Your browser is no longer supported

For the best possible experience using our website we recommend you upgrade to a newer version or another browser.

Your browser appears to have cookies disabled. For the best experience of this website, please enable cookies in your browser

We'll assume we have your consent to use cookies, for example so you won't need to log in each time you visit our site.
Learn more

Truss: Spending Review will prioritise SEND children

  • Comment

The chief secretary to the treasury has said that children with special educational needs are a “real priority” in the spending review, which she insisted would cover a three year period.

Speaking at a Local Government Association debate on the spending review, Tory leadership hopeful Liz Truss (Con) said she knows that the early years are “incredibly important”.

“We recognise that more funding is needed in special educational needs and children’s services, and I am looking at that in the spending review,” she said.

“Councils are spending more money on that, but I don’t want to see that squeezing the schools’ budget because we see that schools are under pressure.

“Those children with special educational needs are a real priority in the spending review.”

Despite suggestions that the government could abandon plans for a three-year spending review in favour of a one-year review because of Brexit uncertainty and questions over Theresa May’s leadership, Ms Truss said: “We are working on the basis of a three year spending review, which I know will be helpful for all kinds of public bodies.” She said the process would be launched before the parliamentary summer recess and would cover the period until 2023. 

Ms Truss said that she has been travelling around the country, asking people their priorities for public spending, and that “education and the health service” are top of their lists.

When asked about the idea of slicing the NHS funding pot so that a portion goes to local government for prevention programmes, Ms Truss said: “We are looking at this at the moment, at which programmes have been successful at doing that and which have not.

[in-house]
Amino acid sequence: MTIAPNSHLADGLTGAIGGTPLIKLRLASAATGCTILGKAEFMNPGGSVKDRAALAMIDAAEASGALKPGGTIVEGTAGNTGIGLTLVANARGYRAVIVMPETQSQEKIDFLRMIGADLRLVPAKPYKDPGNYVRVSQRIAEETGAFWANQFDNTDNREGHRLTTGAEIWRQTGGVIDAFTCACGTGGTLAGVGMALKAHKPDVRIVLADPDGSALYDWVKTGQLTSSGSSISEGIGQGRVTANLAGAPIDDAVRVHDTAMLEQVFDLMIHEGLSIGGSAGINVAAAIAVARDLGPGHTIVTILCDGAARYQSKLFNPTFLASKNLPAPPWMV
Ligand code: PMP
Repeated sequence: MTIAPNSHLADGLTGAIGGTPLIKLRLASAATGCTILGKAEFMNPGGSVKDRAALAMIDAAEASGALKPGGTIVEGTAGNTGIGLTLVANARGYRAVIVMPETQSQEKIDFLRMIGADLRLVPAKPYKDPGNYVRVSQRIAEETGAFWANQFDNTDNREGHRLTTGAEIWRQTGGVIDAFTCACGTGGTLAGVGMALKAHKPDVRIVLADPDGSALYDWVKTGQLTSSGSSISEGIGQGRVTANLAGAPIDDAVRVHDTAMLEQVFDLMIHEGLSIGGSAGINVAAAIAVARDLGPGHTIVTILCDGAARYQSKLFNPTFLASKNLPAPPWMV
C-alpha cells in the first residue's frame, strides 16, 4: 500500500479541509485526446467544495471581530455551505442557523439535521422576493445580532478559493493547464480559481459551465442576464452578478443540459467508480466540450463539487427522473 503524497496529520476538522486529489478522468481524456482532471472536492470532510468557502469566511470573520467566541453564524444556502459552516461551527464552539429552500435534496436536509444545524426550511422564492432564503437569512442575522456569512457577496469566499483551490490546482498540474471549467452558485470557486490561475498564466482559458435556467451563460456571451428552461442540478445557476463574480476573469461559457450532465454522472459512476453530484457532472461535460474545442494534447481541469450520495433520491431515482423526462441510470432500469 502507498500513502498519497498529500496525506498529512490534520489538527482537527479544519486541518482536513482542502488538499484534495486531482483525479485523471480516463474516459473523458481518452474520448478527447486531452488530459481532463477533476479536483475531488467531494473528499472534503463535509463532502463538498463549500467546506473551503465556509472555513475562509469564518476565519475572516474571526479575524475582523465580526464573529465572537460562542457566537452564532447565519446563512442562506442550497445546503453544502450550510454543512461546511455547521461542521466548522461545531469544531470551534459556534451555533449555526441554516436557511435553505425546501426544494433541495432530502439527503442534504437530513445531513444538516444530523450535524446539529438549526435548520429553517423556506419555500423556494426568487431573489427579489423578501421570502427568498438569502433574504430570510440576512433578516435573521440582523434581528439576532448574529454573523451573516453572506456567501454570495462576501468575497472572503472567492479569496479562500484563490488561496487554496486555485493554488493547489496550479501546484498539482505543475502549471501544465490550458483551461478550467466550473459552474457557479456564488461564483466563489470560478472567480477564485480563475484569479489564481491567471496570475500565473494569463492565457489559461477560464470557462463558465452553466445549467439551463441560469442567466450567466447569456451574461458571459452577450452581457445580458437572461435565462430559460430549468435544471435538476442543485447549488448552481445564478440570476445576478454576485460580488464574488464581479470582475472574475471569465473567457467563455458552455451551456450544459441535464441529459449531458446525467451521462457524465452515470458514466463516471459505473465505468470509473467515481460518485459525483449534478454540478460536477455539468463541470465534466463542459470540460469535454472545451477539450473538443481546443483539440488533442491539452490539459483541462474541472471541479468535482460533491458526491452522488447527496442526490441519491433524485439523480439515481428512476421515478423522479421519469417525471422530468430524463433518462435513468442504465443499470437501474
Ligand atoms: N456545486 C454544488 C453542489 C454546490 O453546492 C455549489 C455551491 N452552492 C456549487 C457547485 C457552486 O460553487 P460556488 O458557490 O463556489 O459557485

“Sometimes, you end up with lots of different funding streams and we need simplicity and accountability. For example, the public health grant, we could get more value in the future.

“We need to devolve more services. They need to be developed in different ways in different parts of the country.”

Ms Truss dismissed suggestions that taxes would need to increase to fund social care, claiming that there were still lots of areas of inefficiencies where government can make savings, such as “business support”. “We spend £18bn a year on supporting businesses – and some of them are large businesses. We could simplify that and get better value for money from it.”

Ms Truss backed greater devolution of powers and taxes and spoke of the need to recognise that “local government needs more freedom to do things differently” so “more money spent locally is raised locally, and local politicians are more accountable to their electors”.

Reflecting the financial stresses that councils in England are now under, one finance officer in the audience said that without certainty over what funding is available from April 2020 onwards his council is facing £36m costs and is only able to raise £3m.

Ms Truss replied: “I want to make sure that local government funding is sustainable. We are still a very centralised country. The next three years is going to be more of a transition about how we get there. But you need to be realistic about where we can get to in the next three years.”

She highlighted a recent report from the Institute for Fiscal Studies which concluded local income tax would be the best option for fiscal devolution if the government wanted to hand more power to councils. According to their calculations, a 3% local income tax levy on all tax bands would raise around £19bn, which is around 40% of councils’ core budgets.

Ms Truss referred to this as a “very interesting idea”.

Ms Truss said the government should be continuing to reduce business rates and spoke against “penalising successful online retailers” by taxing digital companies. “Business rates should be simplified. It should be a level playing field, we shouldn’t slap it on everybody.

“We have a high rate of business tax in this country which is not helpful. We need to look at other money raised locally…

“Local authorities and local communities need to get more benefits of business success so if more houses are built and businesses started up, they need to see more of the proceeds.”



  • Comment

Have your say

You must sign in to make a comment

Please remember that the submission of any material is governed by our Terms and Conditions and by submitting material you confirm your agreement to these Terms and Conditions.

Links may be included in your comments but HTML is not permitted.